On August 23, 2023

Movie Diary: Seasons come and seasons go

 

 I was on the golf course this past Saturday evening enjoying a quiet round by myself. I teed off around 4:30 p.m. and made my way around the front nine with relative ease. There were a few couples playing ahead of me in carts and a group of four teen boys playing behind me.  

As a walker, that’s the perfect scenario: the groups in front of you are small enough to move along quickly, while the group behind you tends to be slower due to four people playing. If you’re lucky, a bubble of privacy forms, which makes it that much more enjoyable because no one is pushing you or slowing you down. 

I generally play two balls, which means that I tee off twice and then play each ball as a separate score. It gives me double the swings and double the opportunity to improve. It also gives me double the opportunity to tire myself out, which is half the reason I golf.

Once I got to the back nine, the groups in front of me bowed out as did the boys behind me, which left me completely alone. I’m not positive, but I think I was the only one on the entire back nine holes.

So, there I am — the sun is setting, the temperatures are cooling, and the crickets are chirping. The sky was piercingly blue and devoid of any clouds, so when I launched a ball into the air, it stood out against the colored backdrop. 

Somewhere around the 12th hole, I started noticing the environment and how pleasing the scenario felt. In one of those rare moments, the idea of God, or the universe, or an eternal oneness popped into my head as I mentally embraced everything around me. 

I took a deep breath and absorbed the experience, reminding myself that these moments are beautiful and fleeting and that I should embrace them whenever they happen. I then selected a club from my bag, hovered over my next approach shot, and proceeded to chunk the ball about 25 feet ahead of me.

In that precious moment, all the joy that I was experiencing came crashing down. I actually laughed out loud at the irony of what happened, which was helpful since those shots generally send me into a tiny rage.

I grabbed my bag and journeyed onward. The beauty of the evening was still palpable, just slightly less metaphysical. 

A few holes later, as I was deciding what club to hit, I noticed a slight breeze. It caught my attention because it was cooler than anything I had felt previously. As I looked up in recognition, the light around me seemed different, as did the moisture in the air. It was at that moment that I was overwhelmed with one thought: Fall is coming.

It happens like that every season; that one moment when you realize that the things are about to change.

I love summer and I love the fall — but I don’t like the transition between the two. I’m happy when fall arrives for all the reasons that make fall great, but I’m genuinely sad to see summer fade because of the great joy it brings me.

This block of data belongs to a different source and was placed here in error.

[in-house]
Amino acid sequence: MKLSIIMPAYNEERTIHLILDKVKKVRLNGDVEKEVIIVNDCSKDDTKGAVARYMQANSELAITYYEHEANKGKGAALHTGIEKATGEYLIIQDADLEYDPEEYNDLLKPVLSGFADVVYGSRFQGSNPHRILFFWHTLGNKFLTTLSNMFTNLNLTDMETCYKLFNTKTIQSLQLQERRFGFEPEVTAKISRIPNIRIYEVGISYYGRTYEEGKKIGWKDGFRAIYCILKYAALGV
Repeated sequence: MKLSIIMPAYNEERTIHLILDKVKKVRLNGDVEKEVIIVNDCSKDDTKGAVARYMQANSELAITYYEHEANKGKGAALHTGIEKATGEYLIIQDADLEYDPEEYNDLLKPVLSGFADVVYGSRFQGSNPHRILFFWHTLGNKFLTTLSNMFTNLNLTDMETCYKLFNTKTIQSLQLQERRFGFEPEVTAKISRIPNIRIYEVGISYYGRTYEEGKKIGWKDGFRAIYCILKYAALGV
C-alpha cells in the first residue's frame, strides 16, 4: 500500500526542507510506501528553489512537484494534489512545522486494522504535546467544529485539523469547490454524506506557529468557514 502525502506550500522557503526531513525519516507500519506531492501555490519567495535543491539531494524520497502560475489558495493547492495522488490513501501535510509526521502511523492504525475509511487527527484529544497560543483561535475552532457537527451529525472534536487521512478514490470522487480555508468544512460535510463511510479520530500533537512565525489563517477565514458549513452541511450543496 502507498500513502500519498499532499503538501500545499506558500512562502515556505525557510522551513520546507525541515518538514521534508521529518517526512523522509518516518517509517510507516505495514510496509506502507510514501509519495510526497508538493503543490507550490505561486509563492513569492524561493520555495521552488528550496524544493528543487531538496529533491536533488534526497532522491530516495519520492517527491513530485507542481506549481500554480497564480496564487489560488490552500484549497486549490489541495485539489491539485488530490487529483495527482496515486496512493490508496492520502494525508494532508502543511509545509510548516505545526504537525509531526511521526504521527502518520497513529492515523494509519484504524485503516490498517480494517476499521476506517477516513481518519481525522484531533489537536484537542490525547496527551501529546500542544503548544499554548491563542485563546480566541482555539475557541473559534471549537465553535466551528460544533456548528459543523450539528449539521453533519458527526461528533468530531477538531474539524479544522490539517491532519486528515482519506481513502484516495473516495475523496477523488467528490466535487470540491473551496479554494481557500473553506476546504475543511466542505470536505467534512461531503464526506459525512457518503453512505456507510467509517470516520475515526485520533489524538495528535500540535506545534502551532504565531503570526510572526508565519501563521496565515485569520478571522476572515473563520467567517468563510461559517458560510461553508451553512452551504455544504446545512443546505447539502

I got melancholy for a moment thinking about the diminishing daylight and how that would affect my opportunities to play golf. I also became disheartened about colder temperatures. I stay active in the winter and appreciate what that season offers, but my heart is securely rooted in the summer months.

I finished my round and packed my clubs into the truck. Given the empty parking lot, I was quite sure I was the last guy on the course. By the time I got home, the sun had set and the sky was darkening. 

I walked into the house and told my wife about  “hint of fall” experience. She told me to stop talking because she didn’t want to face the prospect of fall approaching either. This summer had been particularly fun and she didn’t want to see it end.

One thing I did want to see end was this week’s feature, “Meg 2: The Trench.” As far as summer blockbusters go, this was anything but. And while it was inspired by the original summer blockbuster, “Jaws,” it played more like “Sharknado.”

I’m always game for a good monster movie as long as a few things happen. First and foremost, the monster must be believable. Unfortunately, everything about the creature in this film is unrealistic, from its size to the lame CGI that was used to create it. Add a sorry storyline and pathetic acting and you’ve got all the makings of a flop, which is exactly what “Meg 2” is. 

Don’t waste your theater dollars on this one. I’m confident it will be available online for free in short order. But even then, it won’t be worth watching.

A biting “D” for “Meg 2: The Trench,” now playing in theaters everywhere. 

Got a question or comment for Dom? You can email him at moviediary@att.net.

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